There are several ways to determine one’s level of health and fitness. However, it seems that the majority of you measure your success by the Basal Metabolic Index; which, in case you didn’t know, was developed more than 200 years ago. It is basically a comparison between your weight and your height. It doesn’t take into consideration age or gender. Given those factors, needless to say, I don’t give it much value.
Using this method, first determine what you “should” weigh:
Take your height (in inches) cubed and divide it by 1906. So for me…
67 X 67 X 67 = 300763 / 1906 = 157.8
What do I weight? 160.
Next, what’s my BMI? Now, I divide my weight (in pounds) by my height (in inches) squared and then multiply by 703. So…
[160 ÷ (67)2] x 703 which is 160 ÷ 4489 x 703 = 25.1
Where does that put me on the “scale”?
BMI Weight Status
|18.5 – 24.9||Normal|
|25.0 – 29.9||Overweight|
|30.0 and Above||Obese|
Now, according to the BMI’s standards, I am technically Overweight. Really? I know the difference is tiny; two tenths to be exact. But do any of you really think I am overweight?
The other and far more complete and effective manner in measuring one’s health and fitness level is determining one’s body fat percentage. This can be measured hydro-statically (underwater and most effective), with calipers (accurate within two percentage points) and with bioimpedance scales.
At 160 pounds, using the calipers, I am 9 percent. That means I have 14.4 pounds of fat and 145.6 pounds of muscle.
And according to this scale, I (being 42 years old) am actually “Underfat”.
|20-40 yrs||Under 8%||8-19%||19-25%||Over 25%|
|41-60 yrs||Under 11%||11-22%||22-27%||Over 27%|
|61-79 yrs||Under 13%||13-25%||25-30%||Over 30%|
|20-40 yrs||Under 21%||21-33%||33-39%||Over 39%|
|41-60 yrs||Under 23%||23-35%||35-40%||Over 40%|
|61-79 yrs||Under 24%||24-36%||36-42%||Over 42%|
I can’t really argue with the results here. But this is the question…am I a high risk candidate for the same health issues being “overweight” as identified by the BMI scale as males my age who may be at a “normal” weight but have a body fat percentage above 25 percent? The answer is obviously no.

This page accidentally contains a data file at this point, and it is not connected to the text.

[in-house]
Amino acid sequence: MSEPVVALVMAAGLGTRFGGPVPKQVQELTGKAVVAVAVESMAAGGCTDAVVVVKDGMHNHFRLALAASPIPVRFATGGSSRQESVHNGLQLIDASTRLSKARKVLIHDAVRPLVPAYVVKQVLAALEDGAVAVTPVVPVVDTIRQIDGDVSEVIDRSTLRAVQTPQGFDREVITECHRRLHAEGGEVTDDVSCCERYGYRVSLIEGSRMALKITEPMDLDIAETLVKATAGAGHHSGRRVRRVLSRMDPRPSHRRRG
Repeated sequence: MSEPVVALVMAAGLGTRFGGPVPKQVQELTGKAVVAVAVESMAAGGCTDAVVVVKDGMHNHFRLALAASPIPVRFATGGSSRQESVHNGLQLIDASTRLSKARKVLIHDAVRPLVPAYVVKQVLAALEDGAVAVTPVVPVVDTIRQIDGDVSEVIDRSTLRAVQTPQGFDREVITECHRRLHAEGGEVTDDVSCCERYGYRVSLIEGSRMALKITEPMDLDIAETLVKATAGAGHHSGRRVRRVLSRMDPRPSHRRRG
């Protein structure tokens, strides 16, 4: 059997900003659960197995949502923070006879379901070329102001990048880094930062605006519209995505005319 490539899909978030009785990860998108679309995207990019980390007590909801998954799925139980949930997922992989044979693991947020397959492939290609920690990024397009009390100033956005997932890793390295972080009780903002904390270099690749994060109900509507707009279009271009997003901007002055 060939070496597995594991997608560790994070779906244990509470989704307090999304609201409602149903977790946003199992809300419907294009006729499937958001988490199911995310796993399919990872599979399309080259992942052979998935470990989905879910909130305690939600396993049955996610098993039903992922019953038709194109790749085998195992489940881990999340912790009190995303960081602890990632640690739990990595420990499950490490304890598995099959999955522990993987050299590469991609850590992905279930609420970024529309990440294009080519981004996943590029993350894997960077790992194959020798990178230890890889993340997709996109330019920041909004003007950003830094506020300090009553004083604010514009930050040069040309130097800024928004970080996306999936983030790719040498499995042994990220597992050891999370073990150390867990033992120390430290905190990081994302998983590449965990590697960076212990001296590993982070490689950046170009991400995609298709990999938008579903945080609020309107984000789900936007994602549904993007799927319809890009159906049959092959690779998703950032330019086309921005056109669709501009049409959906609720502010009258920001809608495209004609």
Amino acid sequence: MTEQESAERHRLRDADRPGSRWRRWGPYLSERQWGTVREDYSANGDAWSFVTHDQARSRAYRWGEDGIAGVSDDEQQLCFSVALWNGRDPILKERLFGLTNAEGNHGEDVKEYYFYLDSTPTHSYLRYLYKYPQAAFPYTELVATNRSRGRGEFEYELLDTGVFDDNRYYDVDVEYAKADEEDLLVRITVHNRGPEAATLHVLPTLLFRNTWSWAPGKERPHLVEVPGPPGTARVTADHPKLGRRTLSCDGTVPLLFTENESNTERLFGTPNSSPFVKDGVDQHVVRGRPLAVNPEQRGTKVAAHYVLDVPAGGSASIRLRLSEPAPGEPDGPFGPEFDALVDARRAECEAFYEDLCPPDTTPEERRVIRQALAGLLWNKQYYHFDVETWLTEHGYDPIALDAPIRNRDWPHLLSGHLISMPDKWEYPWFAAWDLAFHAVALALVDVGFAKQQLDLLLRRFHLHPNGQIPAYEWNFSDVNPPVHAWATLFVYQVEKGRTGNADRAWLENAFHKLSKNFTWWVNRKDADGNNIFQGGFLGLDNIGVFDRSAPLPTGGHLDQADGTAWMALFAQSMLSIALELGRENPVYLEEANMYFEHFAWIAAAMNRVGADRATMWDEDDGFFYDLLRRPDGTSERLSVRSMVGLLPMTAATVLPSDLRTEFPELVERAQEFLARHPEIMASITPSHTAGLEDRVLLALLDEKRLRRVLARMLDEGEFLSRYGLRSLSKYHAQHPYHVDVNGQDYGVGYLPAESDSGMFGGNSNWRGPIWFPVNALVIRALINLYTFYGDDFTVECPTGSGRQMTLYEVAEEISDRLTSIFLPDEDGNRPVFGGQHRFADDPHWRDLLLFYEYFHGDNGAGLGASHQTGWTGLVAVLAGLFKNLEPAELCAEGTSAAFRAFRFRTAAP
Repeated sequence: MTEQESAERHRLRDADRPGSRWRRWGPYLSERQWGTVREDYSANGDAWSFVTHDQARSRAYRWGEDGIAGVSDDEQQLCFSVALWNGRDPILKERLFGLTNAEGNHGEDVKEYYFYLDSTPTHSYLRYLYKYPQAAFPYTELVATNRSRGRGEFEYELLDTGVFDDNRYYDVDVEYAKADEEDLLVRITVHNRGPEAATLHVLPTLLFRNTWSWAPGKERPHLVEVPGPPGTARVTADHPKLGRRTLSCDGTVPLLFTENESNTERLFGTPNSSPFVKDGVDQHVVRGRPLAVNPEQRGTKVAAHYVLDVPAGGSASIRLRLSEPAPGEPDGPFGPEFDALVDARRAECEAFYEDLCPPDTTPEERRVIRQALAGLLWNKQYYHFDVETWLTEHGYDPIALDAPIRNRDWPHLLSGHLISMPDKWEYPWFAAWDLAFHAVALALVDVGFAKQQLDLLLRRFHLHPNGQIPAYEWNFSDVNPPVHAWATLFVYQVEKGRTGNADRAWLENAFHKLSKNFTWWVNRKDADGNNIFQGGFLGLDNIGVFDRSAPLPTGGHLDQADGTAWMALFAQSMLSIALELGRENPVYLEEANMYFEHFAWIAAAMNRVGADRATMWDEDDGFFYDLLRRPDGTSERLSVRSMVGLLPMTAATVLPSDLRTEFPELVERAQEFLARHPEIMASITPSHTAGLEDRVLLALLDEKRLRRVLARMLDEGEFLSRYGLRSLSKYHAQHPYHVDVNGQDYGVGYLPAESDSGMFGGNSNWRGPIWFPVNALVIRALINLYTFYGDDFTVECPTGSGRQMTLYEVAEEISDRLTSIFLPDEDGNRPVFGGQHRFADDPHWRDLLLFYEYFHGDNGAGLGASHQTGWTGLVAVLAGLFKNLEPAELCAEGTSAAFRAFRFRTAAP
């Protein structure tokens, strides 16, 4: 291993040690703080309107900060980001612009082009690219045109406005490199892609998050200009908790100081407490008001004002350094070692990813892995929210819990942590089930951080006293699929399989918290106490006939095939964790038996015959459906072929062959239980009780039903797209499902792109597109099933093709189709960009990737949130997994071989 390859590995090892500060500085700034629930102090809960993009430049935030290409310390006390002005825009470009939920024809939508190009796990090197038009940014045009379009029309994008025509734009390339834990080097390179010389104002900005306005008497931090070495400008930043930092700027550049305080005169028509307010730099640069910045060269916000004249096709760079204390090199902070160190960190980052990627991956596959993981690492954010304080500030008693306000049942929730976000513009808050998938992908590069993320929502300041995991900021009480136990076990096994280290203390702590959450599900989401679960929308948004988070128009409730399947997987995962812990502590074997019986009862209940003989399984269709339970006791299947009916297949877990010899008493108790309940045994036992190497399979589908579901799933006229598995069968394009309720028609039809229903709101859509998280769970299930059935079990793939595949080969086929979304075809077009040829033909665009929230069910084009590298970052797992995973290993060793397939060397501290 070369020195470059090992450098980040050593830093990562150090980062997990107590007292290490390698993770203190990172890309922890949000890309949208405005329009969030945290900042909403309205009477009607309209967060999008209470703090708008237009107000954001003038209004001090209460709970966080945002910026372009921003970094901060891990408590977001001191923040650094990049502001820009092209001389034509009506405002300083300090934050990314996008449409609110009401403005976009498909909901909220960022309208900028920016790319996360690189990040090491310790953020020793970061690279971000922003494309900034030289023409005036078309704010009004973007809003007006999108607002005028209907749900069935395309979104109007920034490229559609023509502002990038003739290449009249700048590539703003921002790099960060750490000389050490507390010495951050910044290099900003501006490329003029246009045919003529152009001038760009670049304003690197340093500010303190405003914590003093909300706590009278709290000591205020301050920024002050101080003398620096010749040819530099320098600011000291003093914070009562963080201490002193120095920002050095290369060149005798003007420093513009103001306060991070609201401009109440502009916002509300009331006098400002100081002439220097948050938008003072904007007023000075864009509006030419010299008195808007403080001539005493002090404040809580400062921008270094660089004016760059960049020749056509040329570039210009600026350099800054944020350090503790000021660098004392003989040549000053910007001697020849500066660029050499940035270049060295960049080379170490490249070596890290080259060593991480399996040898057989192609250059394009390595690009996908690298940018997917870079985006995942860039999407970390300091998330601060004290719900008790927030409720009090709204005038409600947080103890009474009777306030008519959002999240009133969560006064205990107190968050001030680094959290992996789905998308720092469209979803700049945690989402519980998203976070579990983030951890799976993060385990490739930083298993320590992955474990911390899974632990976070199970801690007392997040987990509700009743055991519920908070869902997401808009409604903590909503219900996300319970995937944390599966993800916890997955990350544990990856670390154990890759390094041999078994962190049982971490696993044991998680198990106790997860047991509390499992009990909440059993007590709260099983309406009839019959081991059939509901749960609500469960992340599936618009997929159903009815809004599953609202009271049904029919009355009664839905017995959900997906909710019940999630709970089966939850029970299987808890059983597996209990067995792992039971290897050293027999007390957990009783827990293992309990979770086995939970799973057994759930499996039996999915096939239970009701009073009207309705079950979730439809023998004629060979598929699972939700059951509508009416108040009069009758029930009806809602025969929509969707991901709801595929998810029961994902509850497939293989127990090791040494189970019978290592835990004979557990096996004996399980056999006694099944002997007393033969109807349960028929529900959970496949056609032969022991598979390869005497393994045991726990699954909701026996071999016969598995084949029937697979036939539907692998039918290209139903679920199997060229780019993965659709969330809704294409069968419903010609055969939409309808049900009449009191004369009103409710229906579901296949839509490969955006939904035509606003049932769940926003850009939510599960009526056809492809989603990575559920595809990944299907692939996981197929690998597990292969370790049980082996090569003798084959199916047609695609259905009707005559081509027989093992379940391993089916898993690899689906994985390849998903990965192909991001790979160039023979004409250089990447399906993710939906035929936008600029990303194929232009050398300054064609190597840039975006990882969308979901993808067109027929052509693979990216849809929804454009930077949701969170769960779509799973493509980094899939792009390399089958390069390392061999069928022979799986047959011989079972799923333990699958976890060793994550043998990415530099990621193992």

So while I think it is great that so many of you are losing weight, please don’t lose focus. I want you to be healthy as well as slim.
Here are some potential health issues one can develop if proper nutrition is ignored for a sustainable length of time:
Malnutrition – a deficiency for energy, protein and micronutrients. It can cause severe health risks including (but not limited to) respiratory infections, kidney failure, blindness, heart attack and death.
Dehydration – caused by the depletion or lack of intake of fluids in the body, or by restriction of carbohydrates and fat. It can lead to kidney failure, heart failure, seizures, brain damage and death.
Muscle Atrophy – wasting away of muscle and decrease in muscle mass due to the body feeding off of itself.
Remember, since you are not sedentary individuals, severely restricting your caloric intake will not ultimately lead you to your weight loss goal faster. Muscle is metabolic. The more muscle you have the more calories you burn – even at rest!
So, if you continue to be active, continue to eat sensibly:
Males: 1 – 1.5 grams of protein and 2 – 2.5 grams of carbohydrates per pound of lean body mass a day.
Females: .75 – 1 gram of protein and 1.5 – 2 grams of carbohydrates per pound of lean body mass a day.
Choose lean sources of protein and non-starchy carbohydrates for optimal results